——

    Reply
  54. And yes Michael, I have a not so secret crush on Dr. S. But whatever man, you totally have a crush on Darya Pino – or whatever her name is.

    Nice try. You are not having Dr. S all to your lonesome, so don't try and distract me. :-)

    Reply
  55. BTW, I lost the most fat/weight when I wasn't exercising at all. I like lifting weights but I don't have the time for a structured workout regimen, so, since I work from home, I will just do a set every now and then throughout the day. During the period from around Thanksgiving until just after New Year, even that little bit throughout the day goes by the wayside, yet that was when I lost the most. Interesting.

    Reply
  56. can someone give me a quick run down on a typical week….what do you eat for each meal? what exercise do you do?

    somehow this sounds crazy but sounds like it shoudl work

    Reply
  57. Typical week:
    (For a 6' 180 lb. man and his pregnant wife)

    2 gallons whole milk
    1/2 lb butter
    2 dozen eggs
    5 lb bag potatoes (Russet)
    1/2 gal Orange Juice
    6 oz. coconut oil
    8 c white Basmati rice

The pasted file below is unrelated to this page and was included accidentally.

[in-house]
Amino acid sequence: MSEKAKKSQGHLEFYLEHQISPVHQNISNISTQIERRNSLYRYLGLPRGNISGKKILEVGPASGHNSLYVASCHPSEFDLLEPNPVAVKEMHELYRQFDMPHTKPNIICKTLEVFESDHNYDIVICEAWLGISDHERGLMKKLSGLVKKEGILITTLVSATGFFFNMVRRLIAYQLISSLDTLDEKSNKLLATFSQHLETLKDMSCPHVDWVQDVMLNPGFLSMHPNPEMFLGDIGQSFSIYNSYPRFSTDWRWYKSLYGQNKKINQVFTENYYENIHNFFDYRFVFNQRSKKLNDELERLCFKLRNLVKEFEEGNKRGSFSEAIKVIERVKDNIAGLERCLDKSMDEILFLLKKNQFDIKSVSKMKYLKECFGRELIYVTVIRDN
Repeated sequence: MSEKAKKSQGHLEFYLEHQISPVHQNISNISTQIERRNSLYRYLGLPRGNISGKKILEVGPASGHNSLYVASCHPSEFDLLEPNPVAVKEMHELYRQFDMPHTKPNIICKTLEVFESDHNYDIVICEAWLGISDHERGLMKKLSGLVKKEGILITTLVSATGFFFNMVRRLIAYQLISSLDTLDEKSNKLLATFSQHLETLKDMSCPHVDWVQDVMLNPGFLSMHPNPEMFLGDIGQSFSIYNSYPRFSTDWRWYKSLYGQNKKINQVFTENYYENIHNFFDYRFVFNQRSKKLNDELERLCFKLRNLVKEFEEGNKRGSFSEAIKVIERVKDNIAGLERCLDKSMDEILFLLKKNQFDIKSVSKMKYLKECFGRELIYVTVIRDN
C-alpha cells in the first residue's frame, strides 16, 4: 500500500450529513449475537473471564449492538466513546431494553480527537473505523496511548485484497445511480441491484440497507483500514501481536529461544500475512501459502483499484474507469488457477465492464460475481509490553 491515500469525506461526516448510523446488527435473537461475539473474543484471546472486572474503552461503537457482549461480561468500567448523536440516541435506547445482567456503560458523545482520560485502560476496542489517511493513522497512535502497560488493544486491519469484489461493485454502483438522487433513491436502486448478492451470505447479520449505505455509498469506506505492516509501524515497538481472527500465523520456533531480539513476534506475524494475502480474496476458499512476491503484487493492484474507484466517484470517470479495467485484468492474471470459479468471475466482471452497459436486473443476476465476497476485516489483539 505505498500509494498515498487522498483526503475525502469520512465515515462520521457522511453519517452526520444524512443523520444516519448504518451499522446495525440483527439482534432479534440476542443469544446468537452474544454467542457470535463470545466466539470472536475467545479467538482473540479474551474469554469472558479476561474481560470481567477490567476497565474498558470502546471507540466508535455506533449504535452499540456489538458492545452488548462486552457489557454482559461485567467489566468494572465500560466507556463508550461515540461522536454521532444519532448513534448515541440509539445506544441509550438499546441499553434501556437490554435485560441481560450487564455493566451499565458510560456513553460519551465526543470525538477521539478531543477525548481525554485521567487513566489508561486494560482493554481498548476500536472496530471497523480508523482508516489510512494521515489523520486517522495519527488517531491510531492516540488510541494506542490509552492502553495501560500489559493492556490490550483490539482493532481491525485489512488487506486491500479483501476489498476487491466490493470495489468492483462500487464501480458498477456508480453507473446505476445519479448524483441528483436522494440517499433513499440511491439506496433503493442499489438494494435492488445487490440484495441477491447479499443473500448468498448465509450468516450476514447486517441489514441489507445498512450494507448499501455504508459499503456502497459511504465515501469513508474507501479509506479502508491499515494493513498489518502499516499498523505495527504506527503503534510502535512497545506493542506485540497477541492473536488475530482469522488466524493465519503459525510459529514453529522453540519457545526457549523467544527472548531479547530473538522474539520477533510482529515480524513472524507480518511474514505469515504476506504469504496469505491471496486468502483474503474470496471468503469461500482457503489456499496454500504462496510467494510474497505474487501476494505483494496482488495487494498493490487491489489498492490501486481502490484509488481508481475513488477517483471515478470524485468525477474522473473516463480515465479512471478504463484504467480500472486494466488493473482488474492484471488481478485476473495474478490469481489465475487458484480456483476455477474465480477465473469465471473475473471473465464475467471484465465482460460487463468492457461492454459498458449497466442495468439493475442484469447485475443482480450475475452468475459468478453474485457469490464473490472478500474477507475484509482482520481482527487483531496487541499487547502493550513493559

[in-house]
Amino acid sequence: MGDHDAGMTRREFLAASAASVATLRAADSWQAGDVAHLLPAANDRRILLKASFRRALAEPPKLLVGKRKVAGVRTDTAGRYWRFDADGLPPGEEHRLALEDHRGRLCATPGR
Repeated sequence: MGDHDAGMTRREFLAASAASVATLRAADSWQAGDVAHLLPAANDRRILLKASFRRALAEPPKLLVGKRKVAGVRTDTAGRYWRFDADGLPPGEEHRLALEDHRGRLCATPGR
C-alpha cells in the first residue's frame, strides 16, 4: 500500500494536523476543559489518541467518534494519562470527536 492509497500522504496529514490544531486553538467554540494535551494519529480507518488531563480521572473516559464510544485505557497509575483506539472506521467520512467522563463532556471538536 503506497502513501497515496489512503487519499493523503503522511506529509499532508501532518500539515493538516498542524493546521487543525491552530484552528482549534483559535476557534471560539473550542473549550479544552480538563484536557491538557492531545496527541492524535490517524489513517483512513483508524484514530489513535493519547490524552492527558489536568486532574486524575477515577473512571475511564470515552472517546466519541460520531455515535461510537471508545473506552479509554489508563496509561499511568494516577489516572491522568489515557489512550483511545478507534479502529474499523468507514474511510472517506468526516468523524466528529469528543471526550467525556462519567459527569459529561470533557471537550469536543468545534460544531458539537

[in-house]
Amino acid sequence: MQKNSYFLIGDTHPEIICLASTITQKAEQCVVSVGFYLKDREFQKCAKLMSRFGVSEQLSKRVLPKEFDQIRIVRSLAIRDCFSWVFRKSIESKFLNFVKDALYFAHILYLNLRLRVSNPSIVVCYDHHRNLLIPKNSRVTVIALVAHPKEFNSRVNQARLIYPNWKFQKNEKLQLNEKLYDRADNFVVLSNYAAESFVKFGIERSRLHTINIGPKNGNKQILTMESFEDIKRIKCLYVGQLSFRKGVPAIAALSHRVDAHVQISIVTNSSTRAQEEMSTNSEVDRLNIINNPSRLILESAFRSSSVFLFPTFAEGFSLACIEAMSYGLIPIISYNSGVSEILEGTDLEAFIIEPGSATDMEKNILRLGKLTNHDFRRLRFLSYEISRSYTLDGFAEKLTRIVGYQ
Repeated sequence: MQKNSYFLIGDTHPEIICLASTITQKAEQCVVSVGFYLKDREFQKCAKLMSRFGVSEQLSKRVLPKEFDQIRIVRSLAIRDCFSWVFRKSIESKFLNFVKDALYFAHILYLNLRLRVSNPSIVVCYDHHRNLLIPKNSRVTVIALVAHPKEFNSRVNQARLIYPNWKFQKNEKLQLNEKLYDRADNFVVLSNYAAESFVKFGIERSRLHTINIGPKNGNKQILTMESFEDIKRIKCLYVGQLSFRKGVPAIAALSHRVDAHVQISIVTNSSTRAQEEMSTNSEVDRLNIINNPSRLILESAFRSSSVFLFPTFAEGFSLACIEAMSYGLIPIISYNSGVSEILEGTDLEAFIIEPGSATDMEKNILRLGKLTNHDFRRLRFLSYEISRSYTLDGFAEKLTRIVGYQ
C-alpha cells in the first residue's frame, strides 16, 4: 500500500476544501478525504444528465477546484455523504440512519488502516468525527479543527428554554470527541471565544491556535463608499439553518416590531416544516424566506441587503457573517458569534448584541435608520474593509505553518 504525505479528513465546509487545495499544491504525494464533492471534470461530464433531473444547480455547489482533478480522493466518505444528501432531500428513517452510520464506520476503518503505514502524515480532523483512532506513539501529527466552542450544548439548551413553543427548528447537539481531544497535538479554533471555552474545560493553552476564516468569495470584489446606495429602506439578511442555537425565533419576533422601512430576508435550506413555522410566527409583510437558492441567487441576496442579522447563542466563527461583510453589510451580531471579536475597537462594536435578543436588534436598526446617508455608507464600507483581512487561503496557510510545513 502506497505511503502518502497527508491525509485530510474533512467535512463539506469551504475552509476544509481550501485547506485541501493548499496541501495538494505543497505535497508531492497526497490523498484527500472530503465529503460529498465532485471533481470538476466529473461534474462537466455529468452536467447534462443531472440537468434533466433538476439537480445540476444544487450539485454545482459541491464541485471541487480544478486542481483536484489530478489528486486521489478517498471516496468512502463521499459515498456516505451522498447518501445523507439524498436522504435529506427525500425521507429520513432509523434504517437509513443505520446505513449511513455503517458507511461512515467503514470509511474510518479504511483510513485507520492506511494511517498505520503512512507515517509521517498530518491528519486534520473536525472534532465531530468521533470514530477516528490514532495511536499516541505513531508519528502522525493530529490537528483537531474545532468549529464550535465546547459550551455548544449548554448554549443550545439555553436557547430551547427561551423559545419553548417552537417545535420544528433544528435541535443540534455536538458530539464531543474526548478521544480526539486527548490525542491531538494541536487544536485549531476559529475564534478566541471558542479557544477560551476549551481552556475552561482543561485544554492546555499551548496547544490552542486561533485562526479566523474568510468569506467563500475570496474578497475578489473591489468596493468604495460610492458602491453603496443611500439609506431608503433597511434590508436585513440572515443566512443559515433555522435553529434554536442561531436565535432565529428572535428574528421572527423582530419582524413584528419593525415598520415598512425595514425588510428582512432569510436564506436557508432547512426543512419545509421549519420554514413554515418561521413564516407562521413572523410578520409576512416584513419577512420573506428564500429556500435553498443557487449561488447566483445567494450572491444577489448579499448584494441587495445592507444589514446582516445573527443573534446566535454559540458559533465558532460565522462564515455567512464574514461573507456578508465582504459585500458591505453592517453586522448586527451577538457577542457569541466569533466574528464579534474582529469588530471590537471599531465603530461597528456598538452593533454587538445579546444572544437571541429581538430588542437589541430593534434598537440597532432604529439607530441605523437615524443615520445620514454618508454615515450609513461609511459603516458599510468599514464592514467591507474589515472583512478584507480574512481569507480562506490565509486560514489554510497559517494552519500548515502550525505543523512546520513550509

1 lb. cheese
    1 lb whole milk yogurt
    8 apples
    6 bananas
    1/2 loaf sprouted grain bread
    16 oz. (volume) canned beans
    1 lb. ribeye steak
    2 lb. chicken legs with skin
    32 oz. chicken broth
    plus more cheese, butter and eggs, hard to figure how much per week, but it is A LOT!

    We spend about $125 on groceries and usually another $50 eating out on steaks and burritos.

    Eating good food is the best thing ever. I love how I can be healthy AND eat a shitload of grub!

    Scott

    Reply
  58. "And Jenny-
    That is really what I think exercise should be. Leisure activities. Sport. Fun. At least from an everyday health and happiness perspective."

    Matt instinctively I believe this

    "Still, to this day, I've put on more muscle by eating than I've ever put on at the gym."

    Matt I don't know whatt to do with you as you are exploding all my dearly held beliefs. I actually have lost muscle from not weight training the past 3 months but hopefully that will change. Once again I did lots of very heavy lifting the past four years (squatting 100kg etc)because everywhere i read how essential it is so as not to look skinny fat (I am naturally very muscular by the way) but i was doing it from fear not from great pleasure, I far prefer hiking, snowshoeing, walking, tennis, squash, kayaking etc i wonder if i dare let go of the weightlifting??

    Reply